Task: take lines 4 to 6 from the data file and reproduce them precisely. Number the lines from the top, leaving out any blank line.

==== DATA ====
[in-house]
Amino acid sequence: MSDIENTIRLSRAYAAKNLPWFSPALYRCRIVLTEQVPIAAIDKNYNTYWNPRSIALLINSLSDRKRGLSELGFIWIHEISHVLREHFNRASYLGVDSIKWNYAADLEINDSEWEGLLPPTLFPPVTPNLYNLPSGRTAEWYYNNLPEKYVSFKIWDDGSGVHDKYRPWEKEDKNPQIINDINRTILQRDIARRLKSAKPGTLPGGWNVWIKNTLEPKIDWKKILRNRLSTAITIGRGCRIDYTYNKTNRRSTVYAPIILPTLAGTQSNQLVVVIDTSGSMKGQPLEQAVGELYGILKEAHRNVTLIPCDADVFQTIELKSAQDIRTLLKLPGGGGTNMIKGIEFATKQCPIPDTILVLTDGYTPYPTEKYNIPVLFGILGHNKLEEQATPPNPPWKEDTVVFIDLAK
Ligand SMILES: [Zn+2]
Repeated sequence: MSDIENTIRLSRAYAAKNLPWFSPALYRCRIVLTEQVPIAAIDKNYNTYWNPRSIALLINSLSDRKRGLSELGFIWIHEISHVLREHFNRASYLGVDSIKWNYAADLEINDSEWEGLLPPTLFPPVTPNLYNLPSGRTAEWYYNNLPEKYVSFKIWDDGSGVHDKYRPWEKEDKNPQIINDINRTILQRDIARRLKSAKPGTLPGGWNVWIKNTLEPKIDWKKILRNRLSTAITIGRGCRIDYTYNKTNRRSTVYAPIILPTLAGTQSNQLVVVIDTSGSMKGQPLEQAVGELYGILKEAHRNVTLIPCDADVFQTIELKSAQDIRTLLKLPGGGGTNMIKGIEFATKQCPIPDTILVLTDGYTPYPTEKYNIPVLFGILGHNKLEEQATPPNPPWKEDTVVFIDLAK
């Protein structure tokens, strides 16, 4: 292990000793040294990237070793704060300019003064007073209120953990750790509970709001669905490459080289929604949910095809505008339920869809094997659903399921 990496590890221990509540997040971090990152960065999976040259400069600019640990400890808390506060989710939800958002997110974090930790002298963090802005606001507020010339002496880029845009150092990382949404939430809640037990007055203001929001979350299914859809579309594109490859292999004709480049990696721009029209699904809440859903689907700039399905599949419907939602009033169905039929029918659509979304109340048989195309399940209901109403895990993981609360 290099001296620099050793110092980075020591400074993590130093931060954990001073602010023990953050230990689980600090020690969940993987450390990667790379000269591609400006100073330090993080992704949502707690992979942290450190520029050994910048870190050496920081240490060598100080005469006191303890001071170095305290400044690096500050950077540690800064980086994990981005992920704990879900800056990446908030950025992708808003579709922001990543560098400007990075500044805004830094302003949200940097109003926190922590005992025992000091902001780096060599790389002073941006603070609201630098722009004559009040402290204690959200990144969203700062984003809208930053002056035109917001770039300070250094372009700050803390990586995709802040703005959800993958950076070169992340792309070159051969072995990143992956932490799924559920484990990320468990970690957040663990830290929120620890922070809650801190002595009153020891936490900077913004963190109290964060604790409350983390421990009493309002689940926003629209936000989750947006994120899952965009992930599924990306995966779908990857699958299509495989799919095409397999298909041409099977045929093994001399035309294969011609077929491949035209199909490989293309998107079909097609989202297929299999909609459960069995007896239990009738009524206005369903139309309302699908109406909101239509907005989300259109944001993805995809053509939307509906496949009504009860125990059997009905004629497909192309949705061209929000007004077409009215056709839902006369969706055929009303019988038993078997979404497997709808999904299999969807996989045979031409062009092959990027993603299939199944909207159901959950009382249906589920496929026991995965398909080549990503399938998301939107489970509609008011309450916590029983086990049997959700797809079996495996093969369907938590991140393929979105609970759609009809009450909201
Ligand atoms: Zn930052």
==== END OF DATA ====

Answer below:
Repeated sequence: MSDIENTIRLSRAYAAKNLPWFSPALYRCRIVLTEQVPIAAIDKNYNTYWNPRSIALLINSLSDRKRGLSELGFIWIHEISHVLREHFNRASYLGVDSIKWNYAADLEINDSEWEGLLPPTLFPPVTPNLYNLPSGRTAEWYYNNLPEKYVSFKIWDDGSGVHDKYRPWEKEDKNPQIINDINRTILQRDIARRLKSAKPGTLPGGWNVWIKNTLEPKIDWKKILRNRLSTAITIGRGCRIDYTYNKTNRRSTVYAPIILPTLAGTQSNQLVVVIDTSGSMKGQPLEQAVGELYGILKEAHRNVTLIPCDADVFQTIELKSAQDIRTLLKLPGGGGTNMIKGIEFATKQCPIPDTILVLTDGYTPYPTEKYNIPVLFGILGHNKLEEQATPPNPPWKEDTVVFIDLAK
């Protein structure tokens, strides 16, 4: 292990000793040294990237070793704060300019003064007073209120953990750790509970709001669905490459080289929604949910095809505008339920869809094997659903399921 990496590890221990509540997040971090990152960065999976040259400069600019640990400890808390506060989710939800958002997110974090930790002298963090802005606001507020010339002496880029845009150092990382949404939430809640037990007055203001929001979350299914859809579309594109490859292999004709480049990696721009029209699904809440859903689907700039399905599949419907939602009033169905039929029918659509979304109340048989195309399940209901109403895990993981609360 290099001296620099050793110092980075020591400074993590130093931060954990001073602010023990953050230990689980600090020690969940993987450390990667790379000269591609400006100073330090993080992704949502707690992979942290450190520029050994910048870190050496920081240490060598100080005469006191303890001071170095305290400044690096500050950077540690800064980086994990981005992920704990879900800056990446908030950025992708808003579709922001990543560098400007990075500044805004830094302003949200940097109003926190922590005992025992000091902001780096060599790389002073941006603070609201630098722009004559009040402290204690959200990144969203700062984003809208930053002056035109917001770039300070250094372009700050803390990586995709802040703005959800993958950076070169992340792309070159051969072995990143992956932490799924559920484990990320468990970690957040663990830290929120620890922070809650801190002595009153020891936490900077913004963190109290964060604790409350983390421990009493309002689940926003629209936000989750947006994120899952965009992930599924990306995966779908990857699958299509495989799919095409397999298909041409099977045929093994001399035309294969011609077929491949035209199909490989293309998107079909097609989202297929299999909609459960069995007896239990009738009524206005369903139309309302699908109406909101239509907005989300259109944001993805995809053509939307509906496949009504009860125990059997009905004629497909192309949705061209929000007004077409009215056709839902006369969706055929009303019988038993078997979404497997709808999904299999969807996989045979031409062009092959990027993603299939199944909207159901959950009382249906589920496929026991995965398909080549990503399938998301939107489970509609008011309450916590029983086990049997959700797809079996495996093969369907938590991140393929979105609970759609009809009450909201
Ligand atoms: Zn930052």